The Washington State Department of Early Learning recently released new guidelines that are designed to provide direction for birth to three centers to better support children with Autism Spectrum Disorder (ASD) in Washington State. Importantly, the guidelines also include children who are suspected of having ASD not just those with a formal diagnosis. This is critical because many children have not been eligible for autism-specific services until they have a formal diagnosis and the wait list at specialty diagnostic clinics is often months long. These guidelines are a result of a collaborative effort by the Early Support for Infants and Toddlers at the Department of Early Learning and the Haring Center for Applied Research and Training in Education at the University of Washington. Read full post »
The Big Three.
Discussions regarding sleeping, eating and toileting are among the most common in the autism spectrum treatment community. It is no surprise as to why this occurs, as these three functions are imperative to survival and impact our daily lives in countless ways; for example, hunger, fatigue, and physical discomfort are unpleasant, hinder our ability to positively interact with the world, decrease our tolerance for stress, and when chronically present, can negatively impact overall quality-of-life.
If you are a parent of a child with an autism spectrum disorder, you have likely faced challenges in at least one of these three areas. Over the next three weeks, we will provide information regarding methods for tackling these highly-important, and at times exceedingly difficult, tasks. Today we will start with sleep. Read full post »
PRT. Yet Another Acronym. What is Pivotal Response Training and How Does it Differ from Other Behavioral Interventions?
If you have been following our blog recently you know that we are in full swing with our series on autism treatments. We featured two posts that reviewed Applied Behavioral Analysis (ABA) therapy so it only makes sense that we now move on to covering Pivotal Response Training (PRT). PRT is yet another type of ABA therapy. Remember, we learned that ABA therapy is not a synonym for discrete trial training, which is often how people use the term. ABA therapy is the science of altering human behavior through learning principles. And PRT uses those very same principles, but in a different way. So, your next question is logically…then what is PRT? Read full post »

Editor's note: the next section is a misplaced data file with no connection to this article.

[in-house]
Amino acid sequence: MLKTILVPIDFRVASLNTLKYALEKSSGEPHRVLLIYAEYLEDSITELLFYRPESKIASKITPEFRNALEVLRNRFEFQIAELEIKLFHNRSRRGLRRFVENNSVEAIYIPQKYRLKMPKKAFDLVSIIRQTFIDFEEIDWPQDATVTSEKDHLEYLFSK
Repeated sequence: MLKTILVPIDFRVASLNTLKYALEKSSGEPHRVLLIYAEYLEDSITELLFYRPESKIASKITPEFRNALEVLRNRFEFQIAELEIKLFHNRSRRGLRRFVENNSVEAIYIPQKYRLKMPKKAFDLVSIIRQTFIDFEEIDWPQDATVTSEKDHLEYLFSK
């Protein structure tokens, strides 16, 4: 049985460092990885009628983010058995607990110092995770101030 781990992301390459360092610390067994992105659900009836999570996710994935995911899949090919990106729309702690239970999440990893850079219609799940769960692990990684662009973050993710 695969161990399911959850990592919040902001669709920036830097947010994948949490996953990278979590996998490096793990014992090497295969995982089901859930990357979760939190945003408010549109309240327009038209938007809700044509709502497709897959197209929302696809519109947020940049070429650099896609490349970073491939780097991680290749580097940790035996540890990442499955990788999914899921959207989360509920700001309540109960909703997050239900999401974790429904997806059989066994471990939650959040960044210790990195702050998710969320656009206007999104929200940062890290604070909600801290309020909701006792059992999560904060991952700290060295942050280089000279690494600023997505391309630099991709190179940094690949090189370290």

Disruptive Behavior and Autism Spectrum Disorder
Individuals diagnosed with autism often engage in disruptive behavior. Forms of disruptive behavior that can occur in individuals with autism include, self-injurious behavior (SIB, e.g., hand biting, head banging), aggression, and property destruction, among others.
Behavioral Treatment for Disruptive Behavior in children with Autism Spectrum Disorder
Programs utilizing the principles of Applied Behavioral Analysis (ABA) that focus on increasing skills in children with autism (e.g., academic skills, social skills, self-care skills) have become quite common. In addition to increasing adaptive skills, ABA can be used to decrease disruptive behavior. There is a large body of research that has shown ABA can be effective at assessing and treating disruptive behavior in individuals with autism and other developmental disabilities. It should be noted that ABA is a science rather than a specific treatment and it can be used to analyze a broad range of behaviors in individuals with and without autism. Read full post »
It seems that everyone is using applied behavioral analysis (ABA) in working with children with autism spectrum disorders (ASD), when in fact, we are using it all the time with each other! When we say hi to our colleagues at work and they respond in a positive way, we are all more likely to greet them again the next day. The principle of positive reinforcement is at work in this example.
When ABA is used while working with children with ASD, it is sometimes confused with a specific type of program, such as discrete trial training (DTT). It is important to understand that ABA is a framework for the practice of a science and not a specific program. That is, ABA is a set of principles that guide how we all change our behaviors based on events that happen in our environment. These principles often impact learning. Read full post »